Image Replacement

CSS Image Replacement

This technique should only be used for headings (h1..h6 elements basically); it should not be used for the body text.


Image replacement is the process of replacing the text in a heading element with an image that has the same text. This replacement is all done through CSS. Image replacement does not mean that you don’t have to style text with CSS. You should still add font-family, font-size and color etc.


There are a few problems that Image Replacement (IR) addresses: Problem 1: Users can only see fonts they have installed on their computers. But sometimes you really want them to see a particular font. Problem 2: Using an image element (<img>) instead of text add problems: the text is not as accessible to screen readers, it is not searchable and printing can be a problem. Solution: With IR there is both the text so that the content is searchable (indexed by search engines) and an image so the user sees the exact font you want them to see.


IR is not all good. There are some reasons not to use it:

  • Since 2010 browsers have been able to show web fonts well which greatly reduces the need for IR.
  • If the user has images turned off and CSS turned on in their browser then they won’t be able to see your image and depending on your IR technique, they might not be able to see the text either.
  • Depending on the technique you use people using screen readers may not have the text read to them.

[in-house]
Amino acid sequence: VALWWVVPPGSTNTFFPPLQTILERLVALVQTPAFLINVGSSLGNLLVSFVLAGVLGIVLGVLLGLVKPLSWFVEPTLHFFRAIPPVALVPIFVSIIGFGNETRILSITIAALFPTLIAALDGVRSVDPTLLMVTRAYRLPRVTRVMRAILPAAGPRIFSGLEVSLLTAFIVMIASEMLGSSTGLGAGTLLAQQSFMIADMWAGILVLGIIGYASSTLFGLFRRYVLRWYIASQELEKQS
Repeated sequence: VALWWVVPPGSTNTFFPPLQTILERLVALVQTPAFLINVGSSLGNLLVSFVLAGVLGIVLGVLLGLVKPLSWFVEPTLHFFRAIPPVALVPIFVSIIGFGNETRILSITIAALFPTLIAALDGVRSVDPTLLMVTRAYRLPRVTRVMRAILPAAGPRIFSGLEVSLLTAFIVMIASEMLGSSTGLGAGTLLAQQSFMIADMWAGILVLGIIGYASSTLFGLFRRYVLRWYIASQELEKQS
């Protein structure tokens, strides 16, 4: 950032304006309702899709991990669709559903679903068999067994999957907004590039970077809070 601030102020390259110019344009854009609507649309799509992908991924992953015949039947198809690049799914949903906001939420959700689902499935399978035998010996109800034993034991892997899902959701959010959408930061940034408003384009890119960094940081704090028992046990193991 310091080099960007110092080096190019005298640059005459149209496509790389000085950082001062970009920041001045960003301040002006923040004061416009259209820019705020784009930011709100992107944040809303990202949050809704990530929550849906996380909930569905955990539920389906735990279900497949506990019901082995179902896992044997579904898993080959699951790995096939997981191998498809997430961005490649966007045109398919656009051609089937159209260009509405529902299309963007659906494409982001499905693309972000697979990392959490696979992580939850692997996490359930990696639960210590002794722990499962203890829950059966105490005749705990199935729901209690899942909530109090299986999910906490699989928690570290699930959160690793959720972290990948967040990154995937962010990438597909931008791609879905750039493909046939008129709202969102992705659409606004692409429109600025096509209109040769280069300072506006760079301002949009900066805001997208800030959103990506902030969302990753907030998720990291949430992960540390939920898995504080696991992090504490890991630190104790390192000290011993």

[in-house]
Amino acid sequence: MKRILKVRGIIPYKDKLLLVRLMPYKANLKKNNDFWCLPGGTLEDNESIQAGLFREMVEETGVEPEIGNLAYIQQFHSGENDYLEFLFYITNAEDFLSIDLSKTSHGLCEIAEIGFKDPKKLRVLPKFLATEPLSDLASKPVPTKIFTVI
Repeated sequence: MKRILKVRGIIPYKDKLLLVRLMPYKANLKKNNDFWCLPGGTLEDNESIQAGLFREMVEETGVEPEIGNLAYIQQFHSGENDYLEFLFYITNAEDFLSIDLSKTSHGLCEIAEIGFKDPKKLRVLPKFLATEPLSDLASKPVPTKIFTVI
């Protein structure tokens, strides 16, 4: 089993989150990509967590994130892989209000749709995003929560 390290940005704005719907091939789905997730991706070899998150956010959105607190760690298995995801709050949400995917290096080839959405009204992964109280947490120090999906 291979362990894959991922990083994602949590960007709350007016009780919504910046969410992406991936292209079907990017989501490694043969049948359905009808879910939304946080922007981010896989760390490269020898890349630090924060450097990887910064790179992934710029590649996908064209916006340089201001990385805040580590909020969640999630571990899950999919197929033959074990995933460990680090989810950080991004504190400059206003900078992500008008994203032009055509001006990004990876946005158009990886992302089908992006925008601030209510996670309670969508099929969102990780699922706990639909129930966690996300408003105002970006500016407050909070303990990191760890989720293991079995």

• You have to create separate images for each title you will be replacing.
  • You have to write CSS to do the replacement for each heading
  • Depending on the technique you use, you may need to add extra divs or spans to your HTML. This adds to the file size and adds markup that isn’t related to the meaning of the content (not semantically correct).
  • Using images means more data to download for the page


The basic idea is that you use CSS to hide the text in the title and then add a background image with the same text in the font you want. There are a number of ways to accomplish this. Some set the text to display:none, some indent it so much it moves off screen, others add an extra span that gets placed over the text, … you get the point. Some of them solve some of the issues mentioned before but none solve all of the issues. For a comprehensive list of IR techniques visit this site: In this technique you start with the normal heading  element like h1, h2, h3. This element should have the title written inside of it. There are a number of versions of the technique but they all involve the same basic steps:

  1. Style the heading with CSS as normal
  2. In a program like Photoshop you create an image of the heading you want in the font you want. Each title will need a separate image.
  3. Export the images as png or gif files.
  4. Add a unique id to each of the headings you will be replacing. This id will be used to match the correct background images with heading elements.
  5. Add the IR CSS (visit for the CSS).

Dave Shea, an expert an author on CSS and Web Design, has complied a list of some of the techniques on his website. I’ve mentioned this site a couple of times already but it is one of the best places to see the techniques in action. Also looking at the techniques and trying to figure out how they work is a good way to improve your CSS knowledge.  Again, here is the link to the list:


This three part video tutorial outlines everything described on this page and shows how to apply IR step-by-step:

Part 1: What, Why, How?

Part 2: Using Image Replacement, Step-by-Step

Part 3: Using Image Replacement, Step-by-Step (adding more headings)

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